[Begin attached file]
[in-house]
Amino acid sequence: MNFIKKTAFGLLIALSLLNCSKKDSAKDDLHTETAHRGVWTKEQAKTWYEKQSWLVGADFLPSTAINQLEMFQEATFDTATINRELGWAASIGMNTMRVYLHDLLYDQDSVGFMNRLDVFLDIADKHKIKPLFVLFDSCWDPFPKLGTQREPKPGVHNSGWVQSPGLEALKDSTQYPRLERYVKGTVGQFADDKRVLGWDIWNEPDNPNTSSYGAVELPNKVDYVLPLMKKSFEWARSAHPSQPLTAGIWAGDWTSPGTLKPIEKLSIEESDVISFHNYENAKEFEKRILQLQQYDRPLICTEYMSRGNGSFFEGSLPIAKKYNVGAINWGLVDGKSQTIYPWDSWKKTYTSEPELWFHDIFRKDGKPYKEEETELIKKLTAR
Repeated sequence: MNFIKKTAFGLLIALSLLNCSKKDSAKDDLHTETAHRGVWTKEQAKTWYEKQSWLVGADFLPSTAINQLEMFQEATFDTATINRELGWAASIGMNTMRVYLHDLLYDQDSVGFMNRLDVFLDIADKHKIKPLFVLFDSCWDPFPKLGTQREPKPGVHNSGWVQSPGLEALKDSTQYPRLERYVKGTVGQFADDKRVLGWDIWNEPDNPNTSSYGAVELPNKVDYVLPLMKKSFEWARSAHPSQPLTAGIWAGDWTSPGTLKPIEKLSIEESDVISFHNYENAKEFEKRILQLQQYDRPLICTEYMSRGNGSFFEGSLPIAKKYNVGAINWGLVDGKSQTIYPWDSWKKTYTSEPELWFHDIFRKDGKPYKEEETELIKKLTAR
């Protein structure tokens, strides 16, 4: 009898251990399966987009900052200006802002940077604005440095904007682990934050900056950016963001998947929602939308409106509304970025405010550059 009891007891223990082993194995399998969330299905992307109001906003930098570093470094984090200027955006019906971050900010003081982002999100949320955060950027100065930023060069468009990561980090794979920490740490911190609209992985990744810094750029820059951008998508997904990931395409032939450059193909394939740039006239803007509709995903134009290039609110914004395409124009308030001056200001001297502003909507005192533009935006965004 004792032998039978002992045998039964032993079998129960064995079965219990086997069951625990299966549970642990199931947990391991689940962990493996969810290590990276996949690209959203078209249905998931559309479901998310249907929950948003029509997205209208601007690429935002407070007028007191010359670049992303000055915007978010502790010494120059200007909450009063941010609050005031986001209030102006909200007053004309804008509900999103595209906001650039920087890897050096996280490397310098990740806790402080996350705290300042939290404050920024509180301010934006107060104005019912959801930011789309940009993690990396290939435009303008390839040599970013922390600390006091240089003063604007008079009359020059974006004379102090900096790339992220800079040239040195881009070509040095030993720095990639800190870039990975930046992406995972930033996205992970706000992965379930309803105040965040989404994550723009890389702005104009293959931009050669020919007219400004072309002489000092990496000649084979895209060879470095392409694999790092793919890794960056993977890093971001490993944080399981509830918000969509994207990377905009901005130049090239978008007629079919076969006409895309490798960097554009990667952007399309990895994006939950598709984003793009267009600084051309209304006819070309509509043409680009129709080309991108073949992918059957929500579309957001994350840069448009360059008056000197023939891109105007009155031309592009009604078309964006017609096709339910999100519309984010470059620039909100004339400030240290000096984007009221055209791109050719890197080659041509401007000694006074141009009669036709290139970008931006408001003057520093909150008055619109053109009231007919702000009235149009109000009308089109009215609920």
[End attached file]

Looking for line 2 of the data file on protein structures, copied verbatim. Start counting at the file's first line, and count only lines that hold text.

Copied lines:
Amino acid sequence: MNFIKKTAFGLLIALSLLNCSKKDSAKDDLHTETAHRGVWTKEQAKTWYEKQSWLVGADFLPSTAINQLEMFQEATFDTATINRELGWAASIGMNTMRVYLHDLLYDQDSVGFMNRLDVFLDIADKHKIKPLFVLFDSCWDPFPKLGTQREPKPGVHNSGWVQSPGLEALKDSTQYPRLERYVKGTVGQFADDKRVLGWDIWNEPDNPNTSSYGAVELPNKVDYVLPLMKKSFEWARSAHPSQPLTAGIWAGDWTSPGTLKPIEKLSIEESDVISFHNYENAKEFEKRILQLQQYDRPLICTEYMSRGNGSFFEGSLPIAKKYNVGAINWGLVDGKSQTIYPWDSWKKTYTSEPELWFHDIFRKDGKPYKEEETELIKKLTAR